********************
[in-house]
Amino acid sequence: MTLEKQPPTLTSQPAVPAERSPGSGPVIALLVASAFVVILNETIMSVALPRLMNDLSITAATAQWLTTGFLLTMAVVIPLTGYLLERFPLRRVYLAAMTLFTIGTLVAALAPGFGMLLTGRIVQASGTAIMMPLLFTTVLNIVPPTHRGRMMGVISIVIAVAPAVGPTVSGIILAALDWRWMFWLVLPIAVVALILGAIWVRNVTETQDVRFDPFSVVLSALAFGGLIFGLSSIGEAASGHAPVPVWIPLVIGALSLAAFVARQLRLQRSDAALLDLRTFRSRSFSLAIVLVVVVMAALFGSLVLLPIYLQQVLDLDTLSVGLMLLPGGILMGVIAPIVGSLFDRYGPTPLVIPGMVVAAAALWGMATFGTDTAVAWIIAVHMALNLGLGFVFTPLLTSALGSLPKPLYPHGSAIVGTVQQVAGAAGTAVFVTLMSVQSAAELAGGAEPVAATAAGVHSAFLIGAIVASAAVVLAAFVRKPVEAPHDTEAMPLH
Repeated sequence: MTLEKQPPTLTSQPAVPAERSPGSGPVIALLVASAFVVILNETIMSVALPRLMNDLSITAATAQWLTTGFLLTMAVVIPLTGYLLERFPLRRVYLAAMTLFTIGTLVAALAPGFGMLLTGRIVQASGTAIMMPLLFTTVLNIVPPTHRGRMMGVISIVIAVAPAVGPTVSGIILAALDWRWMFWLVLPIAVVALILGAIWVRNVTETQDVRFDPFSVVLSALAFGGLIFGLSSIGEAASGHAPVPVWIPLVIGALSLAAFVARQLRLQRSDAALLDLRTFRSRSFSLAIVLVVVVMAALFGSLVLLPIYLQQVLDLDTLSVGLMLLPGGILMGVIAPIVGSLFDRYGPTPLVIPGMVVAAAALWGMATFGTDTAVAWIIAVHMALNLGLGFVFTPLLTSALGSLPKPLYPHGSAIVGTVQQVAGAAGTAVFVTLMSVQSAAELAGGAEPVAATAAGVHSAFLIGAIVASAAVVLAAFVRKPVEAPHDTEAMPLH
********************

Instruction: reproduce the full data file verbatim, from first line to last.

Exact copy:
[in-house]
Amino acid sequence: MTLEKQPPTLTSQPAVPAERSPGSGPVIALLVASAFVVILNETIMSVALPRLMNDLSITAATAQWLTTGFLLTMAVVIPLTGYLLERFPLRRVYLAAMTLFTIGTLVAALAPGFGMLLTGRIVQASGTAIMMPLLFTTVLNIVPPTHRGRMMGVISIVIAVAPAVGPTVSGIILAALDWRWMFWLVLPIAVVALILGAIWVRNVTETQDVRFDPFSVVLSALAFGGLIFGLSSIGEAASGHAPVPVWIPLVIGALSLAAFVARQLRLQRSDAALLDLRTFRSRSFSLAIVLVVVVMAALFGSLVLLPIYLQQVLDLDTLSVGLMLLPGGILMGVIAPIVGSLFDRYGPTPLVIPGMVVAAAALWGMATFGTDTAVAWIIAVHMALNLGLGFVFTPLLTSALGSLPKPLYPHGSAIVGTVQQVAGAAGTAVFVTLMSVQSAAELAGGAEPVAATAAGVHSAFLIGAIVASAAVVLAAFVRKPVEAPHDTEAMPLH
Repeated sequence: MTLEKQPPTLTSQPAVPAERSPGSGPVIALLVASAFVVILNETIMSVALPRLMNDLSITAATAQWLTTGFLLTMAVVIPLTGYLLERFPLRRVYLAAMTLFTIGTLVAALAPGFGMLLTGRIVQASGTAIMMPLLFTTVLNIVPPTHRGRMMGVISIVIAVAPAVGPTVSGIILAALDWRWMFWLVLPIAVVALILGAIWVRNVTETQDVRFDPFSVVLSALAFGGLIFGLSSIGEAASGHAPVPVWIPLVIGALSLAAFVARQLRLQRSDAALLDLRTFRSRSFSLAIVLVVVVMAALFGSLVLLPIYLQQVLDLDTLSVGLMLLPGGILMGVIAPIVGSLFDRYGPTPLVIPGMVVAAAALWGMATFGTDTAVAWIIAVHMALNLGLGFVFTPLLTSALGSLPKPLYPHGSAIVGTVQQVAGAAGTAVFVTLMSVQSAAELAGGAEPVAATAAGVHSAFLIGAIVASAAVVLAAFVRKPVEAPHDTEAMPLH